Now, insanity is a further opportunity for worldbuilding. Cultures have their own, distinct neurosis in response the culture’s environment and social pressures. These neurosis are called “culture-bound syndromes”. We know about amok , a murderous rage found in Indonesia (and source of the term “to run amok”). What of taijin kyofusho in Japan, which makes a citizen so afraid of making social blunders that he refuses to leave his home? A disorder among the Inuit called piblokto is thought to be caused by both isolation and Vitamin A deficiency. Last, we have the origin of hysteria in Western Europe, first defined as a woman’s disorder which caused emotional excess leading to rebelliousness.
A dystopia would have any one of these, plus oppressive treatments for their removal.
Note in “Meat” that there are “crazy heads” who are condemned to “Processing” and that the protagonist herself has a rather nifty psychosis developing for solid social reasons. Well done there.
I know you’re asking “what about the cannibalism”?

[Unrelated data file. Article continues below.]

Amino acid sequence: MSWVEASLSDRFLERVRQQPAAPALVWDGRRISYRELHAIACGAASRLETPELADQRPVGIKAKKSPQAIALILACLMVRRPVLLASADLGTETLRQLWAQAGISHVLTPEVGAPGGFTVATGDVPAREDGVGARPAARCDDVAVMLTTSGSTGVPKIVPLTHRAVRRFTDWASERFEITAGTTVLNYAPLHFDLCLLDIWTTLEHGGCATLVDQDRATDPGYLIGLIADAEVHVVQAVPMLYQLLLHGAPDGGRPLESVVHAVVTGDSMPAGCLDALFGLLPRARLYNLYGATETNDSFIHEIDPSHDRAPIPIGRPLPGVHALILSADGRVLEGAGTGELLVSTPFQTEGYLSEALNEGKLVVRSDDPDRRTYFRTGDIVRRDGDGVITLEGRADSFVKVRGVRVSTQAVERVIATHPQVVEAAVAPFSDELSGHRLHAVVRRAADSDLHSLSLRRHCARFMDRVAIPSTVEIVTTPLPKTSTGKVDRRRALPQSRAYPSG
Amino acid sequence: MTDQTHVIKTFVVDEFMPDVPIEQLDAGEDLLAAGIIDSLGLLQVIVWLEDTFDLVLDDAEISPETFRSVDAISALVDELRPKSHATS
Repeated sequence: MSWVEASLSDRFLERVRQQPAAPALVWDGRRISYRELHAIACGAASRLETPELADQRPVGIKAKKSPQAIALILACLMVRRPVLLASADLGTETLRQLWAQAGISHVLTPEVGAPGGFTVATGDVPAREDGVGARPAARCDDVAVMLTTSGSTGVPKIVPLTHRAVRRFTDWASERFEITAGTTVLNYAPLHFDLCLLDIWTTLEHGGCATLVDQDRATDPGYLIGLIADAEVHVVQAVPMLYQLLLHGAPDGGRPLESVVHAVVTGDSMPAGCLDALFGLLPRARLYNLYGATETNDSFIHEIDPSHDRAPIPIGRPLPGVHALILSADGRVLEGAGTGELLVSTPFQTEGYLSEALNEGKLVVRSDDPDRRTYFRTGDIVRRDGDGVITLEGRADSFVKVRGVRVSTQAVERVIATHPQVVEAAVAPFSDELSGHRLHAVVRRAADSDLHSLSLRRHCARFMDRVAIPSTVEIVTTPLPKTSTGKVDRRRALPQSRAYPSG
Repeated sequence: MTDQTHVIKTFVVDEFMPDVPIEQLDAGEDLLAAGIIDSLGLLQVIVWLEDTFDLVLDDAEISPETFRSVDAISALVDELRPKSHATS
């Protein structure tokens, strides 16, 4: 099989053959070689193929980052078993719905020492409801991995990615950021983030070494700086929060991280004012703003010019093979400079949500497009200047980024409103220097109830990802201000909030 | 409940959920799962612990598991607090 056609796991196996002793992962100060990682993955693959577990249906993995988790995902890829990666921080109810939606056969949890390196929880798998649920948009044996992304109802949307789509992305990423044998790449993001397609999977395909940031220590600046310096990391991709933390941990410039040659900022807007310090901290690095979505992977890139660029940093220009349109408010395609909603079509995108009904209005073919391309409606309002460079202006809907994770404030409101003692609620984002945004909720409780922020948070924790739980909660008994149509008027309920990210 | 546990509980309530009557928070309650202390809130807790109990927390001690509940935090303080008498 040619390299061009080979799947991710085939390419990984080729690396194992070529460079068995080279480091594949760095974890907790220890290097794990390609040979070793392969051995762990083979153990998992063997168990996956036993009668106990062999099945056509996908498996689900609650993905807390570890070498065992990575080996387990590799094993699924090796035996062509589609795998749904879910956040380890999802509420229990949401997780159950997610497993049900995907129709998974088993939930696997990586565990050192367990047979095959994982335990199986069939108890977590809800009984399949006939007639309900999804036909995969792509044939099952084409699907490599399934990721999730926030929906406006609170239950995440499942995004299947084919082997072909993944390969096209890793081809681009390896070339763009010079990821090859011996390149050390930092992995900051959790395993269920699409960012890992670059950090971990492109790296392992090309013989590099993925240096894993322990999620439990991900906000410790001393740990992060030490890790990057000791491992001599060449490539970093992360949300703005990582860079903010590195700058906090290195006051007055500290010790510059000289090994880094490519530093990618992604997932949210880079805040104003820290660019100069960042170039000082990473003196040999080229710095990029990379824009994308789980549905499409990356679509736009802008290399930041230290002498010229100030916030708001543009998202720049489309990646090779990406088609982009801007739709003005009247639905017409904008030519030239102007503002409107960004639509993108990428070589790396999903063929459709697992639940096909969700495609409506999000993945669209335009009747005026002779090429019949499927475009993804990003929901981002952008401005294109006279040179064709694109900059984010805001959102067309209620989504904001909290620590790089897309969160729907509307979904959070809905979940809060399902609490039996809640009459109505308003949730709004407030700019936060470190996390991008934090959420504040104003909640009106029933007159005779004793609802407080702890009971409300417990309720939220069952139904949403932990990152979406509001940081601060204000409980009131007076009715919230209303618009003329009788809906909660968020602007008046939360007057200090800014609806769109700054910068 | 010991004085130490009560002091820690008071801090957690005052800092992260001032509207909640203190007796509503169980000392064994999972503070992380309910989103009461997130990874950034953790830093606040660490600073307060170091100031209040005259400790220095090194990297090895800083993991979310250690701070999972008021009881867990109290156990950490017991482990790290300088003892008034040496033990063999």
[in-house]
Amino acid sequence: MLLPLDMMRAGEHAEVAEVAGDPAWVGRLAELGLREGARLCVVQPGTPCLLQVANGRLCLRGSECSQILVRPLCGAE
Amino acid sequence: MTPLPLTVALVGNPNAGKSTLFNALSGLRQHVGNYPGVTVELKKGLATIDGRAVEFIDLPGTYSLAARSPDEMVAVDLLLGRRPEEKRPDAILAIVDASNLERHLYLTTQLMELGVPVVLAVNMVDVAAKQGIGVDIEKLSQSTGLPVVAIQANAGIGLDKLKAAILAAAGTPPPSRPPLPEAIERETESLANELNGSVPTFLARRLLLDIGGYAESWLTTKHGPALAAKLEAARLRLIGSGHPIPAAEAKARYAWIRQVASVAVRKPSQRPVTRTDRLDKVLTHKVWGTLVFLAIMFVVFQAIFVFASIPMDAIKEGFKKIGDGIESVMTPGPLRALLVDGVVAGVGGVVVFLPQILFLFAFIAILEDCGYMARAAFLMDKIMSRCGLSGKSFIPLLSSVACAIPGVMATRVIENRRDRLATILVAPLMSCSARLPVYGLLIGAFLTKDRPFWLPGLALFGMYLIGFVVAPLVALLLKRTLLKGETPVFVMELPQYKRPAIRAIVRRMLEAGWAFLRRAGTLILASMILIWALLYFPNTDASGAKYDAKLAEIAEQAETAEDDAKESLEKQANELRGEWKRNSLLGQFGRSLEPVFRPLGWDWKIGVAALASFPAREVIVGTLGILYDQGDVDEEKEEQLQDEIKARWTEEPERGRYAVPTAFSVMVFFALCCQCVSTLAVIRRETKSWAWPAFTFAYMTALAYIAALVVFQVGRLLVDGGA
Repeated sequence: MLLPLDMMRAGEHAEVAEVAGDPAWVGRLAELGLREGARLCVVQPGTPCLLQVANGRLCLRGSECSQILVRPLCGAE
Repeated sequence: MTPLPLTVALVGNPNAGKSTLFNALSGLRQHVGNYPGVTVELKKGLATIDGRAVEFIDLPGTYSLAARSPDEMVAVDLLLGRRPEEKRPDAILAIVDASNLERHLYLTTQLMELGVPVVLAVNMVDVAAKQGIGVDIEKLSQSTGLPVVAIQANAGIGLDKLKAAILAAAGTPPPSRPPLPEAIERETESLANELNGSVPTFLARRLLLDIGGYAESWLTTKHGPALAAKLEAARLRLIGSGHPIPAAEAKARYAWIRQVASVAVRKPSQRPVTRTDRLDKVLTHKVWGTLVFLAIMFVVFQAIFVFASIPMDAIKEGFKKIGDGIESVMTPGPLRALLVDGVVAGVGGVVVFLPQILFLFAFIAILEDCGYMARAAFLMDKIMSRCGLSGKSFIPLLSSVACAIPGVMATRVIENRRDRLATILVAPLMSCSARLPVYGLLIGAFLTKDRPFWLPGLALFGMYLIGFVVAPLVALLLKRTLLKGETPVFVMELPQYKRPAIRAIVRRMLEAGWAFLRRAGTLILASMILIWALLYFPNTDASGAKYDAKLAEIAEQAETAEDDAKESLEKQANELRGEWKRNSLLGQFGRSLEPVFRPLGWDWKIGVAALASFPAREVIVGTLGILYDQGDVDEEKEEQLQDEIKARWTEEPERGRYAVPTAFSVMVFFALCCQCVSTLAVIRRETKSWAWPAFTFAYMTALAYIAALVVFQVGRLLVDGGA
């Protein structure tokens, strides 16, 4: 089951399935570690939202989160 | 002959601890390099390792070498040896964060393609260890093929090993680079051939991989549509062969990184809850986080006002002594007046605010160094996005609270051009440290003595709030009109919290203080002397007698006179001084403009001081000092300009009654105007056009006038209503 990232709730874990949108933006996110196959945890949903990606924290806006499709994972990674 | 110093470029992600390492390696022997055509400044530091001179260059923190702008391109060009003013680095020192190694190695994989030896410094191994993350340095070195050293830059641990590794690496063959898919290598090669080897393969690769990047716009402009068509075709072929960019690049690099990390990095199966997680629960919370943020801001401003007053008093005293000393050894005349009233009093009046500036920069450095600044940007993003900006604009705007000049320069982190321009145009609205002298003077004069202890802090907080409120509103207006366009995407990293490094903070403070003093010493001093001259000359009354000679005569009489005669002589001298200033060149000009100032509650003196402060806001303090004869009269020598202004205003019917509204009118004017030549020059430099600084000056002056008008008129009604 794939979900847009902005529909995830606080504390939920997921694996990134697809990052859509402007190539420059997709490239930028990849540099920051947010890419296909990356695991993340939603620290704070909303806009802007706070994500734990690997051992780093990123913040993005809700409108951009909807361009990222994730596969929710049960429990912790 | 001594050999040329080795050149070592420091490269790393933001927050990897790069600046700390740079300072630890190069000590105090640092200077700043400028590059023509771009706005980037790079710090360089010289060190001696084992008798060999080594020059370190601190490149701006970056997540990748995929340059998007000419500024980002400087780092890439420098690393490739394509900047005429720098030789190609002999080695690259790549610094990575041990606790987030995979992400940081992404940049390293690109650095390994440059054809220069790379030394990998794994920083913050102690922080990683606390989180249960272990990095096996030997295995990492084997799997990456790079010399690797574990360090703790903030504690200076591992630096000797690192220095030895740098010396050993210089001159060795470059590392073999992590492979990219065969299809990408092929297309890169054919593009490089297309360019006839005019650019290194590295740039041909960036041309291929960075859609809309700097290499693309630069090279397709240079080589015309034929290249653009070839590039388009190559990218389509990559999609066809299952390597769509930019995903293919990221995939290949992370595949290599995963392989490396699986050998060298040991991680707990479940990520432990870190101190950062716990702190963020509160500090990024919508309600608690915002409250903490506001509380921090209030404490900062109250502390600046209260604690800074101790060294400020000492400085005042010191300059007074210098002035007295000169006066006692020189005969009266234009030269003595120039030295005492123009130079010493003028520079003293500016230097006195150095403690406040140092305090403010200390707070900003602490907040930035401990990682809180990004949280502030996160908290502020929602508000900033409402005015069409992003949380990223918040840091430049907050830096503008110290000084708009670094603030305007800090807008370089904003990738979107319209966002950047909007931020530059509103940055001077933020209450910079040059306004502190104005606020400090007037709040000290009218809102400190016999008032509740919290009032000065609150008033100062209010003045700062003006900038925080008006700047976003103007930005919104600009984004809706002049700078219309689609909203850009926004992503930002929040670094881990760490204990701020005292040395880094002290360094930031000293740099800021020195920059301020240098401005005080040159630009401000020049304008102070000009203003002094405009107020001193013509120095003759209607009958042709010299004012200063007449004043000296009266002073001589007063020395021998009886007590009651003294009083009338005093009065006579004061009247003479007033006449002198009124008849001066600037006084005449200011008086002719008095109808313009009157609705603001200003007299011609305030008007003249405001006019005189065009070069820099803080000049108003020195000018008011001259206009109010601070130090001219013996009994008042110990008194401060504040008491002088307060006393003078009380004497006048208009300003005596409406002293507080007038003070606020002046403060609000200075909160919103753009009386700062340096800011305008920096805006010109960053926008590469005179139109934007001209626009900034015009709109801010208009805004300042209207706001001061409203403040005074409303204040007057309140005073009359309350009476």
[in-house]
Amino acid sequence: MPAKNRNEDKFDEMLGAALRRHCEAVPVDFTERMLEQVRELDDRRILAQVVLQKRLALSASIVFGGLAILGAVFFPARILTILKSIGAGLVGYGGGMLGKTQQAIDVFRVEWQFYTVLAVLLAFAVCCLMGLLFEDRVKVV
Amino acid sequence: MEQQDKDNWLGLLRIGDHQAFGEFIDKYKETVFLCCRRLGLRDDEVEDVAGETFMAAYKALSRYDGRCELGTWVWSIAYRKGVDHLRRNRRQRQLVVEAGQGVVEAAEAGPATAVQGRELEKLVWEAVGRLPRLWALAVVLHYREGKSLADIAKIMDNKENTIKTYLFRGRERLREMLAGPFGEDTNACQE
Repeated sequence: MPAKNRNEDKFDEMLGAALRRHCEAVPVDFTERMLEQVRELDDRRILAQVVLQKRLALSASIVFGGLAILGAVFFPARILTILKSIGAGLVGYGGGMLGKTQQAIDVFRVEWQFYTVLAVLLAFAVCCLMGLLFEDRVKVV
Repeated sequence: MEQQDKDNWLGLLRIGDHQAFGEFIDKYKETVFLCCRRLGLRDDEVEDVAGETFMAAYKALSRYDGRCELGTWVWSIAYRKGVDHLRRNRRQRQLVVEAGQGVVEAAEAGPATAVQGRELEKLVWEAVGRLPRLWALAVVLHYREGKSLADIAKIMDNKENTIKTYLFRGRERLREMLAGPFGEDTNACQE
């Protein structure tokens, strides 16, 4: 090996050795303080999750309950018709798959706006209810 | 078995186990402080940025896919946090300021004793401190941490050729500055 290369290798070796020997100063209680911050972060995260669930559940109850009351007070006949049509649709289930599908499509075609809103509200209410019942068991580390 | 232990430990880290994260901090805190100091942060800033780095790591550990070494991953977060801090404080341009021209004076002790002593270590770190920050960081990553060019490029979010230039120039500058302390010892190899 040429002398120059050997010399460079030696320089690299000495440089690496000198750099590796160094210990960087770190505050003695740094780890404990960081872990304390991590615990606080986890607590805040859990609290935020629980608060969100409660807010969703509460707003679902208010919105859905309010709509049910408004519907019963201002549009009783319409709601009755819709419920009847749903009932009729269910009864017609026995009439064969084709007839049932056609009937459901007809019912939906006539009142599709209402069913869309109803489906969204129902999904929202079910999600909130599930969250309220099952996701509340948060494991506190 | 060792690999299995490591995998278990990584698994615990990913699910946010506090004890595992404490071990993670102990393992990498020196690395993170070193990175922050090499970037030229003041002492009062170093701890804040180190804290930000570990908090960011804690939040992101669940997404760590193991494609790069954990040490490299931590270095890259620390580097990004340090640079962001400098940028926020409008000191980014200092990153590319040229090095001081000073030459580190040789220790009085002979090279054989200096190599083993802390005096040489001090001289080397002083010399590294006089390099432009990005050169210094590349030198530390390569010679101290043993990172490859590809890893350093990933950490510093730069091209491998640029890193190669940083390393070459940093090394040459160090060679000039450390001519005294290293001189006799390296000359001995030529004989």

I’m wondering if a reader could still relate to an industrial dystopia where cannibalism is considered a duty. In “Logan’s Run”, killing people off at the age of 30 was sanctified by a supernatural “renewal” ritual. There are primitive societies where eating enemies or the brains of deceased relatives was encouraged, the latter creating a culture bound syndrome (subject of the X-Files episode “Kuru”). What would it take for your closest city to dig in?
Did “Soylent Green” have side-effects?
What dystopia strikes you as believable? How messed up is it?
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Categories : Unsettling Questions, Writing, Writing Ideas
Have a look at this:
You’d think this movie a twist on the manga and movie “Battle Royale”, and on the surface you’d be correct. Instead of BR’s high school students being kidnapped and stranded on a deserted island, TBE has office workers in South America trapped in their curiously well-fortified office building. Both purposes are for all participants to kill each other until one remains alive.